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  #1  
Old 05-30-2007
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New Classics

One of my favorite designs is the Sam Crocker-designed Stone Horse, which was built by Edey & Duff from 1968-1995, with 150 boats built in that time. She's a small cutter-rigged sloop, about 24' LOA, with a raised foredeck and a full keel; kind of a unique boat. E&D used solid fiberglass below the waterline, with an Airex-cored deck. Lots of wood trim throughout, including the spruce mast and spars. The interior includes a small v-berth, "crown" seat with a porta-potty underneath, and a sink. There was an option for a #9 Hibachi stove and charlie noble. Aux power was provided by a thumper diesel, either a Westerbeke or BMW.

E&D stopped making them in '95 when people stopped buying small boats like this, presumably because they could buy a much larger Catalina or Hunter for not much more.

My question for discussion is whether a market exists for a boat like this now, but with a little updating (aluminum mast, etc.)?



Note: This one is "Wooden Horse", made by the Landings School in the early 80's, and it's a wood-hull build.

Last edited by TSteele65; 05-30-2007 at 11:31 AM.
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Old 05-30-2007
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poopdeckpappy has a spectacular aura about poopdeckpappy has a spectacular aura about
I strongly believe that yes there would be a market for the classic line boats, including wooden spars, with the modern upgrades in electronics and creature interior comforts, the only drawback would be cost

I have had more compliments on my (almost ) restored 69 Islander excliber, the classic lines, the abundence of brightwork, the refinished original ports and hdwr, it's just a damn good looking boat.

And to tell you the truth, if I could find a wooden mast with the capabilies of concealing wire down threw it, I would by it in a heart beat
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Old 05-30-2007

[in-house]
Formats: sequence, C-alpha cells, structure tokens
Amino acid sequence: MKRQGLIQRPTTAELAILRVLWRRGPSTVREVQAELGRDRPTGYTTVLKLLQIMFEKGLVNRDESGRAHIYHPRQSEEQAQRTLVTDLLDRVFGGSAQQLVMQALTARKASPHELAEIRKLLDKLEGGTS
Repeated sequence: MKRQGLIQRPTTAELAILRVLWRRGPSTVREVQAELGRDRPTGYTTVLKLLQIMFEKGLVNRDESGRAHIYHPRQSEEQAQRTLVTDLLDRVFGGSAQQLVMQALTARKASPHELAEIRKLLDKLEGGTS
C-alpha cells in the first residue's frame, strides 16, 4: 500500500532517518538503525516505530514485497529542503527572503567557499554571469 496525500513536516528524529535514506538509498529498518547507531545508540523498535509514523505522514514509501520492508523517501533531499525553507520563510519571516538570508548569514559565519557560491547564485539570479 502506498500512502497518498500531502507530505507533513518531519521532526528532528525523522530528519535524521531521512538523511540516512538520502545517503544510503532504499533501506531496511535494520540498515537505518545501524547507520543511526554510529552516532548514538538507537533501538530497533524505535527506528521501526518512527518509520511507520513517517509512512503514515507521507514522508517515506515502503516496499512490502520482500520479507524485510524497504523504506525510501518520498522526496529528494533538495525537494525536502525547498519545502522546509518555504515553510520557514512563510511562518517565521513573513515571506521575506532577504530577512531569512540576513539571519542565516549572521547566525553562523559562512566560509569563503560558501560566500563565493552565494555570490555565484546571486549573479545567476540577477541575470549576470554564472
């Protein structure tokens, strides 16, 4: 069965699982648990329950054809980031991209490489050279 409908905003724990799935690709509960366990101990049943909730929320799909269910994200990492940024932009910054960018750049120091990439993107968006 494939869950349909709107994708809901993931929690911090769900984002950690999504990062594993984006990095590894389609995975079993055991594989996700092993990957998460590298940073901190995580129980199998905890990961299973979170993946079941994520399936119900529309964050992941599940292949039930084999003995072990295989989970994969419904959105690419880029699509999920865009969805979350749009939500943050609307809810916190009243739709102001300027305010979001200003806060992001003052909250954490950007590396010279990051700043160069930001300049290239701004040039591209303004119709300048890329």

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The real problem is cost. The differences in cost of producing a larger boat and a smaller boat aren't all that great, and the prices you can sell the larger boat are much greater, giving you a much better profit margin. Boats have become a commodity good in many ways, and the extra quality that a really nice pocket cruiser, like the Flicka or the Stone Horse would need to command is a very tiny part of the market, making them less than readily marketable.
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Old 05-30-2007
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Quote:
Originally Posted by sailingdog
The real problem is cost. The differences in cost of producing a larger boat and a smaller boat aren't all that great, and the prices you can sell the larger boat are much greater, giving you a much better profit margin. Boats have become a commodity good in many ways, and the extra quality that a really nice pocket cruiser, like the Flicka or the Stone Horse would need to command is a very tiny part of the market, making them less than readily marketable.
Unfortunately, I think you're right. People believe they need a 36' floating condo for weekends on the Chesapeake, complete with A/C, genset and furling booms...and a flat-panel HDTV in the cabin.
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Old 05-30-2007
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Quote:
Originally Posted by TSteele65
Unfortunately, I think you're right. People believe they need a 36' floating condo for weekends on the Chesapeake, complete with A/C, genset and furling booms...and a flat-panel HDTV in the cabin.
Quick picking on Gui...
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Old 05-30-2007
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Quick picking on Gui...
Giu would go aground in most of the Chesapeake... Hell, he'd have a really tough time in much of the waters I sail...
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You know what the first rule of sailing is? ...Love. You can learn all the math in the 'verse, but you take
a boat to the sea you don't love, she'll shake you off just as sure as the turning of the worlds. Love keeps
her going when she oughta fall down, tells you she's hurting 'fore she keens. Makes her a home.

—Cpt. Mal Reynolds, Serenity (edited)

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Old 05-30-2007
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Where are you at on the Chesapeake? I will be moving to Yorktown soon.
I'm not new to that area, just returning to one of my homes, so to speak.
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